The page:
Final Review

My 2-month Studio in Wuhan Huazhong University of Science and Technology ended on Dec 18th with a final review followed by an exhibition of the students' work in Yangtze River Space in Wuhan, a gallery awkwardly situated in a guarded villa compound in the south part of Wuchang district. The works are by students of myself, Elaine W Ho and Chen Shuyu. Below some photos of the exhibition (which had to be merged with some murals remaining from the previous artist's exhibition). The studio was an interesting experience as a first attempt at understanding the capabilities of the students as well as familiarizing with potential fields of urban investigation. Although I'm perhaps not fully satisfied with the results, the studio forced me to formulate a syllabus and assignments comprehensive enough to be understood by Chinese 4th year students not usually engaged in self-programming and narrative drawing. Working in a diffuse field in between studio/tutoring and research, I will try to strengthen the research part in the future so that a comprehensive goal can be set and reached through the joint body of work.

I'm now back in Sweden, trying to resume my writing and summing-up of the studio, after a week of christmas eating, giving and receiving. Most of all right now I'd like to sink into my gifts: Public Space - An interpretation by George Baird, Issue 2 of Too Much-Magazine of Romantic Geography, Issue 22 of LOG and a beautiful catalogue of Studio Mumbai's exhbition in EPFL Lausanne, but this week needs to be productive as I am also entering a crucial phase of promoting our ITERATE workshop starting on January 30 in Beijing. More on that asap.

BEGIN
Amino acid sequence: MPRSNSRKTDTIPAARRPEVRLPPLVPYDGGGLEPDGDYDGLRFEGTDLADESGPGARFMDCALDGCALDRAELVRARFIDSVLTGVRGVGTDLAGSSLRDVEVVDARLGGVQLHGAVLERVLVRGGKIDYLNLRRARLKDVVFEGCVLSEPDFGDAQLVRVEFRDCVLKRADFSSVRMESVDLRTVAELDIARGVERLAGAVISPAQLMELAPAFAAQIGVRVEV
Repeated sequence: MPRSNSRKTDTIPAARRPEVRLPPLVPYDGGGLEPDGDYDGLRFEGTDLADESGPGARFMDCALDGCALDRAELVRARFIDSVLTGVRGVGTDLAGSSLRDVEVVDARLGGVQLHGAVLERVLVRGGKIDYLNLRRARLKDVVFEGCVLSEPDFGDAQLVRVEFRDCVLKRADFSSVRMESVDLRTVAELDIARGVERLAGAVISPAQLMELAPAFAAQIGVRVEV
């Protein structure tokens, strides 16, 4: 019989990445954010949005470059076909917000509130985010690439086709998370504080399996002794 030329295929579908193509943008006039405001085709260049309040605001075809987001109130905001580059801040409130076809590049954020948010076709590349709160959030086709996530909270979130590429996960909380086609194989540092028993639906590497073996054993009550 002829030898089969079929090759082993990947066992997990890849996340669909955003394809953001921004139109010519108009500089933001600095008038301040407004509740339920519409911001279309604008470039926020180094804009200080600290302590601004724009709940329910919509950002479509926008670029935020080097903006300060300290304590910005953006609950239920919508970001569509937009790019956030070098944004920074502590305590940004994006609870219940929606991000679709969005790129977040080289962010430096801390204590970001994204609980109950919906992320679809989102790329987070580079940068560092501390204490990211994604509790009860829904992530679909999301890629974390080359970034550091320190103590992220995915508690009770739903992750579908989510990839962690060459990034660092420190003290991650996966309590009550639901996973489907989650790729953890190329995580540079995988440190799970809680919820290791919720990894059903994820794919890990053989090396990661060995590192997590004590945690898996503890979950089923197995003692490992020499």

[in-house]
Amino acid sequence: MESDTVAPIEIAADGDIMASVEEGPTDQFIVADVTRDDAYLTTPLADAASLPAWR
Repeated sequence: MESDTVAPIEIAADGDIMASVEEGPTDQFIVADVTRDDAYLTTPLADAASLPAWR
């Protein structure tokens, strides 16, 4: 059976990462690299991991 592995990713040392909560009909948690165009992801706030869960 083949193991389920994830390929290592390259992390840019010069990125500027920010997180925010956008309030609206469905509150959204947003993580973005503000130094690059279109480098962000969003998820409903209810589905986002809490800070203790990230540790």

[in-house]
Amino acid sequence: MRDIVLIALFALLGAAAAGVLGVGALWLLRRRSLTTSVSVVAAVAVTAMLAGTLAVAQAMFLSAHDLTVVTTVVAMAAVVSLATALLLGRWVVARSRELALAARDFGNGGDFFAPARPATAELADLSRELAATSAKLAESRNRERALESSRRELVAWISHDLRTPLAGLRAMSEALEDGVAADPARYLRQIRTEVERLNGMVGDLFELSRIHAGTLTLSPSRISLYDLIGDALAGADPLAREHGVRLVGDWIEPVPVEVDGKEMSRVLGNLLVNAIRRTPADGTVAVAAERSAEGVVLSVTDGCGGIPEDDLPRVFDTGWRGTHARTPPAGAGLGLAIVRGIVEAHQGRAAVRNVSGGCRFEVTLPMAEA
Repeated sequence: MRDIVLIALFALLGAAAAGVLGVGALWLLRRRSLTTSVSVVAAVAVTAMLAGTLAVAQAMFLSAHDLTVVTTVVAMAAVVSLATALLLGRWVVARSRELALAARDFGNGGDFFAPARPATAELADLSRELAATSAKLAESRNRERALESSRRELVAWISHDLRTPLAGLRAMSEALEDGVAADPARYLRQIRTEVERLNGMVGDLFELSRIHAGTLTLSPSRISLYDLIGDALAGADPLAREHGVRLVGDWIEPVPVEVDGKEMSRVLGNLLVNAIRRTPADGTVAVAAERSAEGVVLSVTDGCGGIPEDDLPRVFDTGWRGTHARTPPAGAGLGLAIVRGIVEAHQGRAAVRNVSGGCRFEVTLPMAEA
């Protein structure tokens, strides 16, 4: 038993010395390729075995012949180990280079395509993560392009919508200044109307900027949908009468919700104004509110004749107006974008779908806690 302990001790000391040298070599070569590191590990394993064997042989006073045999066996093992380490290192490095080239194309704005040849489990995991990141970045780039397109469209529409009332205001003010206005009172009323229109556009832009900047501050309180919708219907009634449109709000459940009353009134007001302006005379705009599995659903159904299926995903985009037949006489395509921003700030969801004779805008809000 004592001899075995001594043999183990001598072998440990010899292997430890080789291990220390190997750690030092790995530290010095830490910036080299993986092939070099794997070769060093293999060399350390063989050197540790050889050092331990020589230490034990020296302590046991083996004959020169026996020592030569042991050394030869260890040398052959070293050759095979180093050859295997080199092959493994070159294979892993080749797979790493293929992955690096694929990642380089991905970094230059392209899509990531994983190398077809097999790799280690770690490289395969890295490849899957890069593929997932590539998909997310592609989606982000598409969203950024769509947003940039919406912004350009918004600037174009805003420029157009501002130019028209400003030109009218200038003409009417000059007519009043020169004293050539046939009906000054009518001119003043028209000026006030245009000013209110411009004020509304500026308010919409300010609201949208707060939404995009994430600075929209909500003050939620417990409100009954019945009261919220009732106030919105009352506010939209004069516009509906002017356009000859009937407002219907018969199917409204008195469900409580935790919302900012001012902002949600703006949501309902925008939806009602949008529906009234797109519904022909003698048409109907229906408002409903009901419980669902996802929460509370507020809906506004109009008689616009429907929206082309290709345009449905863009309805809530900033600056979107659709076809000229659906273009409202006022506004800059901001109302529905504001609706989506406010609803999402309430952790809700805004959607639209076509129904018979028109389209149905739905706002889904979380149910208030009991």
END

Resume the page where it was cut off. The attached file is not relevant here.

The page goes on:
Zero Energy Slum

The other day I paid a visit to the newest addition to Huazhong Architecture School in Wuhan where I am currently teaching. I had found this Panoramio photo with description on Google Maps and I got curious to see what these new premises were housing. I quote from the description (presumably written by someone highly involved in the project): "The national demonstration project of renewable energy building in Huazhong University of Science and Technology, approved by the Ministry of Finance and the Ministry of Housing and Urban-Rural Development, is dedicated to construct a teaching or office building with renewable energy use to adjust temperature and comfort all year in hot summer and cold winter area. To begin with, the project has taken advantage of Active Dynamic Hollow Walls (ADHW) with fluid air layers and climate adaptive windows. Furthermore, renewable energy, collected and stored by circulating water in the underground heat sink or heat source, has earned its position in the project because of the local advantage of an underground temperature annul balance. Fresh air exchanges heat with the water containing renewable energy in an under-floor radiator to adjust its own temperature. The fresh air is released into the indoor through an under-floor air supply system, thus regulating comfort in an indoor environment. In addition, the annul power consumption of the comfort regulation system is no more than the annul power generation of solar cells on the roof of a building. In a word, buildings in the project succeed in utilization of solar energy, underground heat sink in summer and heat source in winter for anti-reason use and have achieved the goals of saving of energy, land and water along with building materials, of environmental protection and of pollution reduction."

High ambitions, no doubt. Actually, whether or not this building lives up to its environmental claims become quite irrelevant when confronted with the architecture and construction materials. Below are a few photos I took of the inside, and bear in mind that this building is built less than two years ago:

As an experiment to show that these energy-saving technologies are efficient, this building might be successful on paper. But the extraordinarily poor quality of design and materials completely undermines the possibility of convincing anyone that these techniques are compatible with ordinary construction procedures in China. Building it in the first place is not only a waste of money and materials, but a liability to the real research and work that is going on to find truly sustainable solutions to housing construction.